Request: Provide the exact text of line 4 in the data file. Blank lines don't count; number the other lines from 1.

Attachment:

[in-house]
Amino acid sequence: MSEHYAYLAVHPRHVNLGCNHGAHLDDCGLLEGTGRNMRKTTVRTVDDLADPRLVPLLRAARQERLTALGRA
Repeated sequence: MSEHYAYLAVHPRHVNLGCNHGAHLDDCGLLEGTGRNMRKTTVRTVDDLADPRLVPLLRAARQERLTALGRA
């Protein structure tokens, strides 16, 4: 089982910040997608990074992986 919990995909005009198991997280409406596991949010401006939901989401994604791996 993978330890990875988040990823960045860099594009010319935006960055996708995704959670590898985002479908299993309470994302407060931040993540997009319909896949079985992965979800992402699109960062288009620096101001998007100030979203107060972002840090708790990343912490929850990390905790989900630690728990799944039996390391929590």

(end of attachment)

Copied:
């Protein structure tokens, strides 16, 4: 089982910040997608990074992986 919990995909005009198991997280409406596991949010401006939901989401994604791996 993978330890990875988040990823960045860099594009010319935006960055996708995704959670590898985002479908299993309470994302407060931040993540997009319909896949079985992965979800992402699109960062288009620096101001998007100030979203107060972002840090708790990343912490929850990390905790989900630690728990799944039996390391929590």